New NDIS employment support guidance and removal of COVID-19 measures
Last week the NDIA released the new Price Guide, effective from 1 July 2020. The new guide allows for additional supports for participants with an employment goal and the introduction of new line items with price limits. There were also additional changes this week to remove some of the temporary COVID-19 measures, which removes the temporary 10 per cent price loading on certain core and capacity building supports and the cancellation policies that were introduced in response to COVID-19.
The new Price Guide provides a clearer definition of supports available for participants who need specialised supported employment, including the following:
- On the job assessments related to the impact of a person’s disability on their ability to work
- Job customisation
- On-the-job training and intermittent support with daily work tasks
- Direct supervision and/or group-based support to enable meaningful participation at work
- Physical assistance and personal care delivered in the workplace
- Supports to manage disability-related behaviour or complex needs at work
- Non-face-to-face activities that directly relate to supporting a participant’s employment.
Participants can receive this support individually or in a group. The changes also mean that providers can charge not only for direct services but also for:
- Non-face-to-face support provision: for example, writing a report or liaising with your employer. Your provider should explain this to you prior to charging.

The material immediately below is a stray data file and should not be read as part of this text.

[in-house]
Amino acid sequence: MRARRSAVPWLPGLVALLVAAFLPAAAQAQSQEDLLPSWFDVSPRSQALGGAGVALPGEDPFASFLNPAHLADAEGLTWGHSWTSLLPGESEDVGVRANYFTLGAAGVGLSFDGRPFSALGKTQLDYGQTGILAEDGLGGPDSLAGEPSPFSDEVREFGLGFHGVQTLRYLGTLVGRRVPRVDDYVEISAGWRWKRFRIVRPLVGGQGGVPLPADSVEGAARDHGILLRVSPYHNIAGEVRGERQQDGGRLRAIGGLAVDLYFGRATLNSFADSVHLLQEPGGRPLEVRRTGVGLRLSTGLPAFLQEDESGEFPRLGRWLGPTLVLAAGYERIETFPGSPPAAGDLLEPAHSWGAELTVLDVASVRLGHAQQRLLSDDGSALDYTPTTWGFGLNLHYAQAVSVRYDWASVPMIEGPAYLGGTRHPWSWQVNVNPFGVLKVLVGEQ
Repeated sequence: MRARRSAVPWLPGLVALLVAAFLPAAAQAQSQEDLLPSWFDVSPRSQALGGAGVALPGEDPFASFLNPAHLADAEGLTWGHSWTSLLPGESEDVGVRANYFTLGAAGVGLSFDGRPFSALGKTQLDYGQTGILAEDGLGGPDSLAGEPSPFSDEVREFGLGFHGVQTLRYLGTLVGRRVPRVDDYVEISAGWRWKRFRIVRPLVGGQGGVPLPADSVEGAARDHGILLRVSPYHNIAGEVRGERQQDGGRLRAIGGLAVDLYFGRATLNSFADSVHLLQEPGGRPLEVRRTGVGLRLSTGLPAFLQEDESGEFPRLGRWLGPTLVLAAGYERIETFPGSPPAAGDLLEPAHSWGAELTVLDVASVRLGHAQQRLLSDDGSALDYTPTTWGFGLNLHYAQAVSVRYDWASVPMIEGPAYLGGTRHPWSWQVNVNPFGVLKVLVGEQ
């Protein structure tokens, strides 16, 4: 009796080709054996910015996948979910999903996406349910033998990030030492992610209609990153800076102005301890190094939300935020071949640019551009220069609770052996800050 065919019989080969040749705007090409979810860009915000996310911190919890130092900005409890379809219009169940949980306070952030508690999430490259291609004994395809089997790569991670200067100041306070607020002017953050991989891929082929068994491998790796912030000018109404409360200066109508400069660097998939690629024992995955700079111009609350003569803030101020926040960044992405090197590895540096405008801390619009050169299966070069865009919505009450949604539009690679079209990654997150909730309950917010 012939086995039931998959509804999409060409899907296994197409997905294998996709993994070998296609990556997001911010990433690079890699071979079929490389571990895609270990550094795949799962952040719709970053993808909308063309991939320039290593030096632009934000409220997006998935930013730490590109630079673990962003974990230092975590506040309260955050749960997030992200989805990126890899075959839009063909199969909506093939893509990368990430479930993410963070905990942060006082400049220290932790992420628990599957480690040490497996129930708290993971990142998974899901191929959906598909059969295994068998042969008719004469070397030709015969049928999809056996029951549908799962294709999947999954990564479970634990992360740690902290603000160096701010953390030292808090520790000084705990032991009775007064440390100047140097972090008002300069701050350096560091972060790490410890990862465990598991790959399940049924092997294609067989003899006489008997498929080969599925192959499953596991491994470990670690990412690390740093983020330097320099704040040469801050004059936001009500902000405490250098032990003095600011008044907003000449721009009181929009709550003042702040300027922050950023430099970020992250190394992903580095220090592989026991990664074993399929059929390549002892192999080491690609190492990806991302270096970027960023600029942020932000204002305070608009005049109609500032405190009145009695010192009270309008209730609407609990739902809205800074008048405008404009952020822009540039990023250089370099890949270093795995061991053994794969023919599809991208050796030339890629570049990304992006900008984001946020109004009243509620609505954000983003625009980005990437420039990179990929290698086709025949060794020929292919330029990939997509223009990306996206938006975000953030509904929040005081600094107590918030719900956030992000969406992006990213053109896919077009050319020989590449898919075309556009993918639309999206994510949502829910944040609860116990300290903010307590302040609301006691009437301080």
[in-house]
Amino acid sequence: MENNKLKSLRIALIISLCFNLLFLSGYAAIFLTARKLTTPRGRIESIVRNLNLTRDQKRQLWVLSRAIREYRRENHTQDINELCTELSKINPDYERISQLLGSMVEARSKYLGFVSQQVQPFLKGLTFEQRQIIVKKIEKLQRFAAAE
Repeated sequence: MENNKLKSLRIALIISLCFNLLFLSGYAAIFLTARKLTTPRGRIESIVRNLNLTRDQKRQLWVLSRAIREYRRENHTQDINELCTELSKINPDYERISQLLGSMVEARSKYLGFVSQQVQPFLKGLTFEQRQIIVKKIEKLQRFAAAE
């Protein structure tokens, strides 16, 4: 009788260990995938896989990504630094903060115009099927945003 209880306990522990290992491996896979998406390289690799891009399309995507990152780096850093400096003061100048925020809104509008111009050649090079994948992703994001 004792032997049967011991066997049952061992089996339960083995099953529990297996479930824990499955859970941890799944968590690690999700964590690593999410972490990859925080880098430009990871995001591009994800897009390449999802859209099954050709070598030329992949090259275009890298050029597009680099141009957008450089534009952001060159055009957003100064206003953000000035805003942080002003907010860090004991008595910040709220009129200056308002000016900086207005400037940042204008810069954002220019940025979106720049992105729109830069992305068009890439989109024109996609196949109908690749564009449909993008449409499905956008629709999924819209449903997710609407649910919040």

- Provider travel: when the provider transports you to and from employment.
- Short notice cancellations: participants will be charged 100 per cent of the support price if they don’t show up for an scheduled support, or cancel a service less than two business days if the support is less than 8 hours duration and less than $1000, or cancel less than five business days notice for any other support. The short notice cancellation needs to be agreed on by the participant in advance.
- Provider travel non-labour-cost: these are vehicle running expenses, but your provider should explain and include relevant costs in the service agreement.
Five new line items with price limits have been created for employment support and the price will vary according to the day, time, frequency and intensity of service delivered by providers.
The introduction of an hourly rate to replace the previous block funding is one of the main changes in employment supports. This is likely to allow more flexibility and control for participants – however, the most wanted change about flexibility of core and capacity building support is not included in the new Price Guide yet despite the announcement by the Minister Robert in November last year.
Adjustments in the way employment supports are delivered and funded are needed if we want to see improved outcomes for people with disability, with only 53% currently employed compared to 83% of those without disability – and for the NDIA to meet its NDIS Employment Strategy (which aims to increase 30 per cent of participants of a working age in meaningful employment by 30 June 2023).
We want to see the changes in employment supports benefit young people with disability to find and maintain work as well, as to encourage employers to employ them. A promising new alliance between the NDIS and the National Retail Association to promote inclusivity in the workplace has been announced recently, and we will watch this work and the evaluation of its impact with interest.
The new Price Guide has also included changes in Supported Independent Living (SIL), Recovery Coaches and Independent Living Options. The prices will be updated later this month once the Fair Work Commission releases the results of the Annual Wage Review.